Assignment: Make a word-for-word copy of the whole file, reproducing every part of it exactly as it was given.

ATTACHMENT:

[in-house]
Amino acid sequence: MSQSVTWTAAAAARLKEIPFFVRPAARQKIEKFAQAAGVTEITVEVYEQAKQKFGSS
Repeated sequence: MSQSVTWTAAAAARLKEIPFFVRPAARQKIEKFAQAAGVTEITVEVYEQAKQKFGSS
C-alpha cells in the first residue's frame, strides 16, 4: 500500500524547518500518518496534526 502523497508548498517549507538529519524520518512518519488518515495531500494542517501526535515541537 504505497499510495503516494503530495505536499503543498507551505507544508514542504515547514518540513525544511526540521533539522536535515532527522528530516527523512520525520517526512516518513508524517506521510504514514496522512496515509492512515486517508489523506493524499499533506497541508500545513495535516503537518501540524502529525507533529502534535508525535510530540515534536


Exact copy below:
[in-house]
Amino acid sequence: MSQSVTWTAAAAARLKEIPFFVRPAARQKIEKFAQAAGVTEITVEVYEQAKQKFGSS
Repeated sequence: MSQSVTWTAAAAARLKEIPFFVRPAARQKIEKFAQAAGVTEITVEVYEQAKQKFGSS
C-alpha cells in the first residue's frame, strides 16, 4: 500500500524547518500518518496534526 502523497508548498517549507538529519524520518512518519488518515495531500494542517501526535515541537 504505497499510495503516494503530495505536499503543498507551505507544508514542504515547514518540513525544511526540521533539522536535515532527522528530516527523512520525520517526512516518513508524517506521510504514514496522512496515509492512515486517508489523506493524499499533506497541508500545513495535516503537518501540524502529525507533529502534535508525535510530540515534536